My thanks to Elizabeth Hanbury for asking me to be part of this. Her work and her lovely blog can be found at:
If you’ve ever wondered how writers do things, this writing process blog tour may offer some answers!
What am I working on?
That’s a good question! Sometimes I really wish I could stick to one project at a time. Since I got my contract with Harper Impulse, life’s been a bit of a whirl. I always write out a To Do List (I love lists and sometimes do the old trick of putting something on it, simply to enjoy ticking it off. Feels so good!) For starters, I’d earmarked a partly historical dual narrative, which has languished unfinished for some time now. However, with The Rumba being published, I’m now trying to write a fourth novella in the Say it with Sequins series. This one promises to be a little different though. So far, it has a public school, rugby playing hero, who is a bit shambolic. I keep getting an image of the detective Columbo in my head and it’s soooo not the look I’m after for my leading man!
How does my work differ from others of its genre?
I’ve never been the sex and shopping sort of a girl. I wouldn’t know a Manolo Blahnik if its stiletto heel hit me in the face. And I’ve always read very widely. I love biographies, Jane Austen, thrillers (favourite author being Phil Rickman), ghost stories, myths and legends, as well as many genres of fiction.
When I first began writing, I was incredibly disappointed in my ‘voice’. I thought I’d write fairly highbrow literary stuff. Out came this chick-lit style that was more diet Jane Austen than the real thing. It stopped me writing anything for a while. Then I realised it was how I write, accepted it, moved on and enjoyed it! I’m not arrogant enough to think my writing is particularly different to others of its genre. I enjoy writing about softer heroes, not quite as alpha male as in some books. Maybe that’s a difference?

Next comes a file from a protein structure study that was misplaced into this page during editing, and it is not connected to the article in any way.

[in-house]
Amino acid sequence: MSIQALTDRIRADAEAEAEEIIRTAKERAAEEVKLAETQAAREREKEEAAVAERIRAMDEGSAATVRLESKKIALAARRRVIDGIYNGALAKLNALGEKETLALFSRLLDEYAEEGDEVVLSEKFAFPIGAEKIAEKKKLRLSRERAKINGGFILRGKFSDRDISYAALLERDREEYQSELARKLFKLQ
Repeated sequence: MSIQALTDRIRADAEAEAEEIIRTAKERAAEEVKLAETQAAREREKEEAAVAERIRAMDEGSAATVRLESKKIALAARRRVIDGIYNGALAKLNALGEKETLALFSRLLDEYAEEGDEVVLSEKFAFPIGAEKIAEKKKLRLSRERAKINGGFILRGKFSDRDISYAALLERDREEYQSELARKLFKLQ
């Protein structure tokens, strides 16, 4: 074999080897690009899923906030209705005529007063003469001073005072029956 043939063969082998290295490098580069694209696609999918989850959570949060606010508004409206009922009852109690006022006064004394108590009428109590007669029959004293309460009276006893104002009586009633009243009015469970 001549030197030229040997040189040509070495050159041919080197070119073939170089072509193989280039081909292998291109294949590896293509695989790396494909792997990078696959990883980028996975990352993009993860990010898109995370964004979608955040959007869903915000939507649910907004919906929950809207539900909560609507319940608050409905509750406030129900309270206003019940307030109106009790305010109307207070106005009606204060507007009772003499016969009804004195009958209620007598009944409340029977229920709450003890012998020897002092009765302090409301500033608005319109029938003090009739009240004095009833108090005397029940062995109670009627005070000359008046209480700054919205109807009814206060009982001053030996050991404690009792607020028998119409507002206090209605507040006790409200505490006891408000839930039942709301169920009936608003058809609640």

Why do I write what I do?
Part of the answer to this one is in the comment above. As I’ve said, I read widely – and enjoy a range of films, plays and television. The thing that really draws me into whatever I’m reading or watching, is social interaction and if that’s romantic, then even better. Writing romantic fiction makes sense for me.
How does my writing process work?
I wish I knew! Often it begins with a couple of characters who stay in my head and refuse to leave. Gradually, a setting appears for them but rarely a plot. I’m happier writing character based stories than plot based. One novel, begun but not finished, lost my interest, as it was too plot heavy.
The next thing that happens is the first draft. This is the fun bit, the ‘fire in the belly’ part of the writing. This is when the head is down, the fingers fly over the keyboard and my hands can’t keep up with the ideas flowing. Wonderful. The next part isn’t quite so much fun – the second draft. It’s when I realise how much work I still have to do. If I can, I’ll put it away then, to take out and rewrite again. Sometimes I don’t have that luxury.
Writing takes me ages, I’m very slow and guilty of fiddling and changing things, only to change them back again. I hate the final edits, as I’m not keen on going back to something I consider finished and ticked off my list!
I’ve nominated the talented Carmel Harrington for the next blog, which will appear on the 30th December.
Here’s a little about Carmel:
With my husband Roger and two beautiful children Amelia and Nate, I live a pretty idyllic life in Ireland, full of stories, songs, hide and seek, Mickey Mouse, walks on the beach, tickles, kisses, chocolate treats and most of all abundant love. To make life even more perfect, I have now fulfilled a lifetime ambition to be a writer as I am both a published author and a playwright. I believe in Happily Ever Afters because that’s what happened to me.
I hope you all have a Merry Christmas and a Happy, romance reading, New Year. Thank you for buying, reading, reviewing and supporting me in 2013.
Here’s to a wonderful 2014. May all your dreams come true.